Professional photographer Sue Abramson, whose husband died five years ago, gave a timely discussion on June 13th at the Good Grief Center for Bereavement Support in Squirrel Hill about how she combined grief healing work with art for her latest series of images. The presentation includes a slide show of photos taken over the last 20 years that have been formed and motivated by death and loss in her life.
Marilyn Chapla, associate director of the Good Grief Center, said Ms. Abramson’s story is a wonderful example of how someone who is grieving can turn their pain into something positive that can help others.
“The grief healing process is very personal for every individual. Not everyone is a painter, writer or photographer, but when any type of creativity is involved, it’s often therapeutic. Sue’s healing journey is remarkable and we are thrilled that she wants to share it,” Ms. Chapla said.
Ms. Abramson knows loss all too well.
In December 1973, her brother, Eric Abramson, 23, was murdered in Berkeley, Calif.; his death was one of the “Zebra Killings,” a string of more than 70 racially motivated–black on white–murders in the San Francisco area. In April 2006, her husband and “soul mate,” Kevin Kelly, 56, died of a massive heart attack; they were married for 25 years and have one son, Alex Abramson, now 21. In September 2010, her father, Arthur Abramson, 86, died of a massive cerebral hemorrhage.
The deaths left Ms. Abramson “completely and totally in shock” each time. She spent the last few decades in and out of grief, rebuilding herself emotionally and using her camera as a 24/7 therapist along the way.
“Photography allows me to concentrate completely on something different even though the work comes out of the grief. I get so focused on creating that I forget about myself,” she said.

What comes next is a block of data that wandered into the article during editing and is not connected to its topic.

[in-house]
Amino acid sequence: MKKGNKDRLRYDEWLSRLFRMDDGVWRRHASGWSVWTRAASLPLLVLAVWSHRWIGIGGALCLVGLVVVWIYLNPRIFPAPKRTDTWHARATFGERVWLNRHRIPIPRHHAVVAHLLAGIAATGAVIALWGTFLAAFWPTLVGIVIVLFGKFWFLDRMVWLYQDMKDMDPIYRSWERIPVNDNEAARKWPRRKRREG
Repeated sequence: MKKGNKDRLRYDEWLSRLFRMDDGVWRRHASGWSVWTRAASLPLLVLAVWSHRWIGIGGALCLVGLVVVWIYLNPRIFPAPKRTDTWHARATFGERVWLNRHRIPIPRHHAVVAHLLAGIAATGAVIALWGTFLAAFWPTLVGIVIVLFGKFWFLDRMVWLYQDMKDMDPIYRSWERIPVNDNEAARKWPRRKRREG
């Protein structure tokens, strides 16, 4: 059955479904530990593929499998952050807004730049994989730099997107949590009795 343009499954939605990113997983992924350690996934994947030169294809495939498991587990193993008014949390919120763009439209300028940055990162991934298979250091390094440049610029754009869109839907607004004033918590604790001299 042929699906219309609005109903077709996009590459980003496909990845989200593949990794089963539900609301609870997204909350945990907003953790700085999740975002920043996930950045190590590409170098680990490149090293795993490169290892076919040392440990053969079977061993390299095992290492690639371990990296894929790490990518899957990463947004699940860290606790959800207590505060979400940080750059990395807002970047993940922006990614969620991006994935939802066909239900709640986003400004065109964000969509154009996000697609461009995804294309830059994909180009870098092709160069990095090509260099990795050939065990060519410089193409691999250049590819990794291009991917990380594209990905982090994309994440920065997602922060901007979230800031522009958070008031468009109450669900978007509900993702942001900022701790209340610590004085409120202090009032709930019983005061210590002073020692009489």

Many of the images she showed combine her experience of death and grief with nature–both in garden and wooded settings. For example, she said one image of a large tree trunk surrounded by vines metaphorically represents how she physically felt being strangled by grief-related anxiety.
In another series called “Grief Work,” an image of lettuce leaves and mold depicts artwork “created in cooperation with Kevin.” She said in March 2006, the month before her husband died, he planted lettuce seeds. In May—which would have been their 25th anniversary–she pressed a few of the lettuce leaves in a paper pad and saved them. She forgot about the leaves until a year later and found that some had grown mold that left beautiful designs on the paper, making for a meaningful photo.
In her latest photographic series, she documents the “stuff” her husband, a science teacher, left behind as she navigates through the process of deciding what to keep or purge.
Ms. Abramson said she hopes that audience members who might be grieving will benefit from her presentation by realizing they’re not alone and what they’re going through is normal.
“Shortly after Kevin died I talked about wanting to ‘fast forward five years’ because I was sure the pain would be much easier to handle. And, thankfully, it is. But I still find that the topics of death and grief are very taboo in our culture and I’d like to be one of the people who try to change that. I want to keep the conversation going,” she said.
Ms. Abramson is an associate professor of photography at Pittsburgh Filmmakers, where she has been teaching for 20 years. Her work is displayed in numerous collections including the Carnegie Museum of Art, the Allentown Art Museum and the Polaroid Collection. Her photos have appeared in exhibits and publications regionally and nationally. Currently her work can be seen at the Gestures 15 exhibit at the Mattress Factory.
The Good Grief Center, located at 2717 Murray Ave., assists individuals and families in Western Pennsylvania and beyond as they work through the grieving process. Services are offered free of charge and include compassionate listening, grief education, referrals to community resources, and access to a lending library of grief-related materials. Clients can receive emotional support in person or over the phone.
For more information, call the center (412-224-4700) or visit www.goodgriefcenter.com.